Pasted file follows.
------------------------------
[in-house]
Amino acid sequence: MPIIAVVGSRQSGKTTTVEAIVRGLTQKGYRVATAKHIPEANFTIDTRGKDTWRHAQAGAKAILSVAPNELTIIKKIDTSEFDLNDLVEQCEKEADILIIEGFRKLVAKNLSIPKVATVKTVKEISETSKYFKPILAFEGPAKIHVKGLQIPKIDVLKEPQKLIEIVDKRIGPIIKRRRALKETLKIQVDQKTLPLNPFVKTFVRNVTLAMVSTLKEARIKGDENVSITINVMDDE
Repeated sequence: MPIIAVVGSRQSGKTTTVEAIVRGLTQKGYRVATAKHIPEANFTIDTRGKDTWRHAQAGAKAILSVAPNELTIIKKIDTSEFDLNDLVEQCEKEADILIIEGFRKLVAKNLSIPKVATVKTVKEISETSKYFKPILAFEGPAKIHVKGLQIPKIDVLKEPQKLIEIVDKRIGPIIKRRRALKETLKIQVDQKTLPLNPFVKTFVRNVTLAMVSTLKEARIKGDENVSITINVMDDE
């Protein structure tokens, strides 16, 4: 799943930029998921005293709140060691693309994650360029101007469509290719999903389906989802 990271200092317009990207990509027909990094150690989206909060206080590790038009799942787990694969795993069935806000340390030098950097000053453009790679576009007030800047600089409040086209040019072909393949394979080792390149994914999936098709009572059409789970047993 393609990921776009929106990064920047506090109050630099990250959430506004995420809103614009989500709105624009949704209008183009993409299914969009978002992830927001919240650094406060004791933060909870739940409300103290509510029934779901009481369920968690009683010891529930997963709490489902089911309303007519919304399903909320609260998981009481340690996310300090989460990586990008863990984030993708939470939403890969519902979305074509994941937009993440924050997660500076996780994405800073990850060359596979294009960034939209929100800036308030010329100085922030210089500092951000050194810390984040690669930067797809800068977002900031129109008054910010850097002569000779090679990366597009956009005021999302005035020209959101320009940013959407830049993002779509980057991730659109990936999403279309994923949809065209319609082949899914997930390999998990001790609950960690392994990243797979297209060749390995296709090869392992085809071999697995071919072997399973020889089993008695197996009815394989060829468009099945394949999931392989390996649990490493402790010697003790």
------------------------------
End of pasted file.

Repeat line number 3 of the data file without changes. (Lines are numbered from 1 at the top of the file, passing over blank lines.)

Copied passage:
Repeated sequence: MPIIAVVGSRQSGKTTTVEAIVRGLTQKGYRVATAKHIPEANFTIDTRGKDTWRHAQAGAKAILSVAPNELTIIKKIDTSEFDLNDLVEQCEKEADILIIEGFRKLVAKNLSIPKVATVKTVKEISETSKYFKPILAFEGPAKIHVKGLQIPKIDVLKEPQKLIEIVDKRIGPIIKRRRALKETLKIQVDQKTLPLNPFVKTFVRNVTLAMVSTLKEARIKGDENVSITINVMDDE